30 Guernsey Essentials: Churches

All information in this blog post is correct as of the publishing date,  28.11.14.

During 2014, we are celebrating 30 years of bringing customers from the UK to the Channel Islands. As part of this celebration, we will be writing about 30 Guernsey essentials, from attractions and outdoor activities to special local food and some lesser-known island treats.

Part 11: Guernsey’s Churches 


There is, in Guernsey, an incredible mixture of folklore and traditions, and of tales and religion. Most sites of pagan worship became sites for churches after the arrival of Christianity and the strong spiritual activity led to a high density of churches, built throughout the centuries. Many of them have a quirky little story to add to their name; take your time as you discover them at your leisure.

St. Peter Port’s Parish Church

Known as the Town Church, St. Peter Port’s Parish Church could be considered Guernsey’s cathedral, with the first documents dating as far back as 1048. Restored over the years, it is still very much an active church at the heart of the town’s life. The eight bells were recast in 1913 and again for the millennium, allegedly making them the heaviest in the Channel Islands.

Castel Church

Castel Church, Guernsey

Pretty much located in the centre of the island, Castel Church stands on Viking ground. A very fine statue-menhir can be admired, dating from more ancient times when a large megalithic community thrived in the area.

Forest Church

Forest Parish Church, Guernsey

Forest Church also known as Ste Marguerite de la Foret is the smallest parish church in Guernsey, although its walls feature massive stones once part of a dolmen. Traces of an ancient burial ground may be seen in the churchyard. Unusually there are two entrances to the nave which were once used to separate the arrival of men and women.

St. Andrew’s Church

St Andrew's Church, Guernsey

St. Andrew’s Church was once St Andrew de la Pommeraye or in the local partois, ‘of the apple orchard’. The orchard has long disappeared but a nearby fountain with potential curative powers hasn’t. St. Andrew’s doubled in size in the 15th century with large boulders from the coast used to extend the original 12th century building.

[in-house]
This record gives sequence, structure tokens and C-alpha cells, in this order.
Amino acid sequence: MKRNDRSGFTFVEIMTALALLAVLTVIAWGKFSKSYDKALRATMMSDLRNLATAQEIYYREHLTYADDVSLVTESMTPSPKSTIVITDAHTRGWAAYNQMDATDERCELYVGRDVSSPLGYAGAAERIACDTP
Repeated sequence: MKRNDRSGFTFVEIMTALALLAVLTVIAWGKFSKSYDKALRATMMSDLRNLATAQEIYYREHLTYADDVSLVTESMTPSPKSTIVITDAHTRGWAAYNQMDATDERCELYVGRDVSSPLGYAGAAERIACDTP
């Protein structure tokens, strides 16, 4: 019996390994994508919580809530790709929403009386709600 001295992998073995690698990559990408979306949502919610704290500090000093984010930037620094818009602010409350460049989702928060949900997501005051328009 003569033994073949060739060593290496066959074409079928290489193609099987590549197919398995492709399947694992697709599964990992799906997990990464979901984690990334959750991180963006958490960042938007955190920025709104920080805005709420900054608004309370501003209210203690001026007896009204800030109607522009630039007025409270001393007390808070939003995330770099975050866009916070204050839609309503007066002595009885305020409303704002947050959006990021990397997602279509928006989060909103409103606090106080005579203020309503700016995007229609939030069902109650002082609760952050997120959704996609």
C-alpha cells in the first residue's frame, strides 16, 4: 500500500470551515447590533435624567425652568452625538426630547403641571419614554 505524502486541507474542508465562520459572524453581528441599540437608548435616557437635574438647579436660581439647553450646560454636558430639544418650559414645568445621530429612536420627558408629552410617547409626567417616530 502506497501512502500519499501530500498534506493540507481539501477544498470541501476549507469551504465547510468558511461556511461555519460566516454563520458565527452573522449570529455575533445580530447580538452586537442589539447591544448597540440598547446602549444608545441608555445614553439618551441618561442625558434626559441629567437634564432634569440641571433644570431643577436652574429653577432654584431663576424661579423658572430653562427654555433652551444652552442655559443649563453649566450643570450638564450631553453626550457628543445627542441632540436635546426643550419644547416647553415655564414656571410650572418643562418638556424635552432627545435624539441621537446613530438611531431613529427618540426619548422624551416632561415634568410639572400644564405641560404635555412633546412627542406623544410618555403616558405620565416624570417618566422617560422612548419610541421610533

St. Martin’s Church


St. Martin’s church is built on an ancient holly site with a remarkable female menhir – La Gran’Mere du Cimquiere – still standing at the entrance to the churchyard. Witchcraft is reported to have taken place in and around the church as late as the 19th century, potentially breaking the statue in two.

St. Peter’s Church

St Peter's Church, Guernsey

St. Peter’s Church or St Pierre du Bois stands in beautiful surroundings on the side of a valley. The sloping grounds have resulted in a sloping floor with well over one foot’s difference between the east and west sides. Although giving a general impression of architectural unity, St. Peter was built in stages over the 14th and 15th century. It is famously host to an impressive thirteen bell peal.

St. Saviour’s Church

St Saviours Church, Guernsey

St. Saviour’s Church overlooks one of the island’s reservoirs and is the largest of all the country parish churches. The tower, once destroyed by lightning, was restored with the addition of a vestry in the 18th century to hold the island’s artillery. During the occupation, it also became the German’s favoured lookout post.

St. Sampson’s Church

A painting by Delancey – circa 1827:


St. Sampson’s is the oldest country church in Guernsey. It is named after the missionary Saint Samson who brought Christianity to Guernsey in 550AD. The site of the church is the site of St. Sampson’s landing with the first part of the building erected in the 12th century.

Torteval Church

Torteval Church, Guernsey

Torteval Church replaced St Philippe’s church in 1816, the original building having fallen into disrepair due to a chronic lack of funds. The unusual round tower hosts the tallest spire in the island as well as the oldest bells which were cast in France in 1432.

Vale Church

Vale Church, Guernsey

Vale Church’s rectory now stands on the site of a priory built in 968 by Benedictine monks. Overlooking L’Ancresse common, Vale Church could once be reached by boat as it is positioned on a tidal inlet. The channel, Le Braye du Valle, was drained in 1806 for military reasons by the British Government and Vale Church is now part of ‘mainland’ Guernsey.

Much more needs to be discovered about the unusual history surrounding each of these lovely churches. Guernsey’s link to Christianity has been strong since its arrival in 550AD, although many other religious denominations can be found on the island.